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Chee Soon Juan
For 40 years, Singaporeans were forced to practice something that was contrary to human nature and nobody said anything about it. I am, of course, referring to Mr Lee Kuan Yew’s recent confession that his bilingual policy was wrong.
To be sure the surprise is not that Mr Lee was wrong, for the Minister Mentor has been spectacularly wrong on many occasions – the most embarrassing being his prediction that Singapore was entering a “golden period” just months before the economy crashed (see here).
What is surprising is that it has taken all this time for the Government to realise this error when there was clear evidence, both scientifically and politically, to demonstrate the inanity of Mr Lee’s policy.
I had written in a book that I co-authored with my wife, Dr Huang Chihmei, that the English language is processed very differently by the brain compared to Chinese.
I pointed out that while English is based on the alphabet and read phonetically, the Chinese language consists of characters which are recognised pictorially. These languages are learnt through different neural systems, involving different regions of the brain.
(The book, entitled Effective Parenting for the Asian Family, was published in 1995 but its publisher Heinemann Asia inexplicably cut short its shelf-life and got rid of the remaining copies.)
I had also pointed out in letters to the Ministry of Education that was published in the Straits Times Forum in 1993 as well as in my book Dare To Change that such brain functions are still developing in students.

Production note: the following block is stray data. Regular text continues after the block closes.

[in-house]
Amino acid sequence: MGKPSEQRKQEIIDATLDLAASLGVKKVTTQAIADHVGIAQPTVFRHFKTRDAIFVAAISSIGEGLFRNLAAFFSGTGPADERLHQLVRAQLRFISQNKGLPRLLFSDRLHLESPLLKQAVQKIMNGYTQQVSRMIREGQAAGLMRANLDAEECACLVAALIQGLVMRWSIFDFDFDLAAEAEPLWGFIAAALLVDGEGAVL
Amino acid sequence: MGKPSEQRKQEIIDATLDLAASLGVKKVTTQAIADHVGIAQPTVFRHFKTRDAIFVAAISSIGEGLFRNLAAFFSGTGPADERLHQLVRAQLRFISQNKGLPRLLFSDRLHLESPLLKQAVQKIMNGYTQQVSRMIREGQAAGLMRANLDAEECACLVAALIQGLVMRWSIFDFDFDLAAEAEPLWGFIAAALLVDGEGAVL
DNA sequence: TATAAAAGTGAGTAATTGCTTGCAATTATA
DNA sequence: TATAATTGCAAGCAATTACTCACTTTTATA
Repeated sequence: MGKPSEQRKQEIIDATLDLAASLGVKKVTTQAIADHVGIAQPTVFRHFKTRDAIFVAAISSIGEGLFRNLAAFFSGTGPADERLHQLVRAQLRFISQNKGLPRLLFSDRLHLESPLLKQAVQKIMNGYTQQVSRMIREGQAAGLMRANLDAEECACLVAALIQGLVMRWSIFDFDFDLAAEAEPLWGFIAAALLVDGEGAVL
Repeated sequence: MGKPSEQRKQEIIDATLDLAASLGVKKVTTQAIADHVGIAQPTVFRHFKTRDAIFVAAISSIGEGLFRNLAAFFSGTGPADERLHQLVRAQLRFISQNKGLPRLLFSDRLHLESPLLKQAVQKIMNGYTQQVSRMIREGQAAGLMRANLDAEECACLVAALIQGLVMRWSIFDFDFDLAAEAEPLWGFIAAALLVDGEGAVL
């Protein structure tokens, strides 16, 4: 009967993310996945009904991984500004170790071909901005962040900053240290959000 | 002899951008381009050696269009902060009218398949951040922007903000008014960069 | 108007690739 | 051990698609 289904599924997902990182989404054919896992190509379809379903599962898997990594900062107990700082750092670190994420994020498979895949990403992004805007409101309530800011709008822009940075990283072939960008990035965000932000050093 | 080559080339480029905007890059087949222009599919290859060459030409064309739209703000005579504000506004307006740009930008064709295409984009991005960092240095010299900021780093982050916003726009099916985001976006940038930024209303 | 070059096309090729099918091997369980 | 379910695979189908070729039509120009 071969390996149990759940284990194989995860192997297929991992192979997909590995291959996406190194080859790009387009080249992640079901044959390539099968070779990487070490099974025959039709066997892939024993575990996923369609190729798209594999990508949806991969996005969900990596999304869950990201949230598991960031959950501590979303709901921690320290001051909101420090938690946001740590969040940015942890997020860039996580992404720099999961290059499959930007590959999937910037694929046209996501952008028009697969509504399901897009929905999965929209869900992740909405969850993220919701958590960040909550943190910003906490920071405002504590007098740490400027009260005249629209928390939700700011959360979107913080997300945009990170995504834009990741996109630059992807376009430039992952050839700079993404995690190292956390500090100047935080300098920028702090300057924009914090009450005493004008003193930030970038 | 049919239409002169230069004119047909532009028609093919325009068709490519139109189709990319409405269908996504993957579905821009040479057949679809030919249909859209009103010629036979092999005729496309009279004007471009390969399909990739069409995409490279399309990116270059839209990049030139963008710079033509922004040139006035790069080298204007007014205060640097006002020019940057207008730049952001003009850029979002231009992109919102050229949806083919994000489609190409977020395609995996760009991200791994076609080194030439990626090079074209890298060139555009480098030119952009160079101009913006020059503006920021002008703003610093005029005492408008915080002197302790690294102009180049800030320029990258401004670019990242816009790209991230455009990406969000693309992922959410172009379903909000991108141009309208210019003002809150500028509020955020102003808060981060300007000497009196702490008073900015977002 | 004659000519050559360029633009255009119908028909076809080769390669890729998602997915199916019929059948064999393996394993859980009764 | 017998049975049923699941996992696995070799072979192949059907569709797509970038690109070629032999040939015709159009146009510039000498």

Streaming children according to their language ability when these neural systems have yet to mature is thus not a smart thing to do.
Nearly 20 years later, Mr Lee Kuan Yew cites his daughter’s neurological knowledge and finally admits that things have gone wrong.
Two major concerns arise: First, how many lives have been negatively and unalterably affected by this policy? Many parents left Singapore because they feared that their children could not cope in school under this bilingual policy.
How many people had their educational advancement curtailed because they were not able to master both languages? In economic terms, how much talent have we missed out or lost through the brain drain?
Second why, through all these years, didn’t any of the ministers point out to Mr Lee that he was wrong? For decades all the ministers seemed to be in perfect agreement.
Were there no ministers, ministers of state, permanent secretaries, etc at the Ministry of Education who detected the faulty policy?
This is the tragedy of Singapore. Mr Lee’s personal experiences and ramblings often become diktat, and pass for policy-making processes. And when policy is made, no one dares to question it.
Are ministers paid so highly and intimidated so thoroughly that no one thinks of saying anything to Mr Lee when policies don’t work? Is groupthink so prevalent within the cabinet?
Tragic as it is, the bilingual policy is not the most egregious as far as PAP policies are concerned. Of much greater consequence is Mr Lee’s Stop-At-Two Policy and the Graduate Mothers Scheme. These were borne out of a mixture of the MM’s hopelessly poor grasp of what constituted hereditary intelligence and his bigotry.
Women, especially those at the lower end of the economic and educational scales, were enticed and/or theatened into having their reproductive organs violated in order to stop them from procreating during the years when the Government was hellbent on keeping families small.
This helped to retard the national birthrate to the present extent that we, as a people, cannot replace ourselves.
Now Mr Lee insists that we need to import foreigners enmasse to make up for the shortfall, never mind the social and economic consequences. Again no debate, no discussion.
Again, all the ministers seem to be perfectly in sync with their Mentor. Either that or everyone’s just waiting for Mr Lee’s next confession.